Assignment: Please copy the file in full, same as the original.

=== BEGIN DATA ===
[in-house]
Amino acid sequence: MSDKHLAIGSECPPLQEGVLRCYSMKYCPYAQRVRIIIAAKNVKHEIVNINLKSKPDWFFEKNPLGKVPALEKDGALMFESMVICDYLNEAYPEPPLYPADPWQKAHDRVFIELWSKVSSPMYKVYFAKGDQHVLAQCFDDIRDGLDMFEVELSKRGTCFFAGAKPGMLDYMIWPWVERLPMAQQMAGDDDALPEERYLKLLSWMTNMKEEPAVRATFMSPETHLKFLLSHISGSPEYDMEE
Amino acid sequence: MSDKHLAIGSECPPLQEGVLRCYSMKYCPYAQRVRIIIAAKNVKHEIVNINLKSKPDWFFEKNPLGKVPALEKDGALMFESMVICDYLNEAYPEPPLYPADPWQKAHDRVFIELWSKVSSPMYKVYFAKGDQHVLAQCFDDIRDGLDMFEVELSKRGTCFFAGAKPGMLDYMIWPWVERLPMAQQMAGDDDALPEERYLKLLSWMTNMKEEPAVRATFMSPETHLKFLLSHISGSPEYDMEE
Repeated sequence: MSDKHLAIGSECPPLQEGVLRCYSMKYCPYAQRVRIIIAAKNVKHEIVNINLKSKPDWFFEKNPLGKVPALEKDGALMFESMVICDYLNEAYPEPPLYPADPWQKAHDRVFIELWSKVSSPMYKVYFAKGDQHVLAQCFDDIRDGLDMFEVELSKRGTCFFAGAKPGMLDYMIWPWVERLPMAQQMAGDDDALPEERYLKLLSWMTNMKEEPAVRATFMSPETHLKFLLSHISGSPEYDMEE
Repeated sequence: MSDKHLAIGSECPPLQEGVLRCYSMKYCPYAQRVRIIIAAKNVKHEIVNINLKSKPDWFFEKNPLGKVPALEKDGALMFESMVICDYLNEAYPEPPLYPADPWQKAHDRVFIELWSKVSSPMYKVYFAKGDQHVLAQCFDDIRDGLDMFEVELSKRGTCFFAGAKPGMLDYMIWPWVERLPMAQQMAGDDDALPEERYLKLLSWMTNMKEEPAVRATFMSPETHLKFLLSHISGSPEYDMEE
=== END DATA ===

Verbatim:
[in-house]
Amino acid sequence: MSDKHLAIGSECPPLQEGVLRCYSMKYCPYAQRVRIIIAAKNVKHEIVNINLKSKPDWFFEKNPLGKVPALEKDGALMFESMVICDYLNEAYPEPPLYPADPWQKAHDRVFIELWSKVSSPMYKVYFAKGDQHVLAQCFDDIRDGLDMFEVELSKRGTCFFAGAKPGMLDYMIWPWVERLPMAQQMAGDDDALPEERYLKLLSWMTNMKEEPAVRATFMSPETHLKFLLSHISGSPEYDMEE
Amino acid sequence: MSDKHLAIGSECPPLQEGVLRCYSMKYCPYAQRVRIIIAAKNVKHEIVNINLKSKPDWFFEKNPLGKVPALEKDGALMFESMVICDYLNEAYPEPPLYPADPWQKAHDRVFIELWSKVSSPMYKVYFAKGDQHVLAQCFDDIRDGLDMFEVELSKRGTCFFAGAKPGMLDYMIWPWVERLPMAQQMAGDDDALPEERYLKLLSWMTNMKEEPAVRATFMSPETHLKFLLSHISGSPEYDMEE
Repeated sequence: MSDKHLAIGSECPPLQEGVLRCYSMKYCPYAQRVRIIIAAKNVKHEIVNINLKSKPDWFFEKNPLGKVPALEKDGALMFESMVICDYLNEAYPEPPLYPADPWQKAHDRVFIELWSKVSSPMYKVYFAKGDQHVLAQCFDDIRDGLDMFEVELSKRGTCFFAGAKPGMLDYMIWPWVERLPMAQQMAGDDDALPEERYLKLLSWMTNMKEEPAVRATFMSPETHLKFLLSHISGSPEYDMEE
Repeated sequence: MSDKHLAIGSECPPLQEGVLRCYSMKYCPYAQRVRIIIAAKNVKHEIVNINLKSKPDWFFEKNPLGKVPALEKDGALMFESMVICDYLNEAYPEPPLYPADPWQKAHDRVFIELWSKVSSPMYKVYFAKGDQHVLAQCFDDIRDGLDMFEVELSKRGTCFFAGAKPGMLDYMIWPWVERLPMAQQMAGDDDALPEERYLKLLSWMTNMKEEPAVRATFMSPETHLKFLLSHISGSPEYDMEE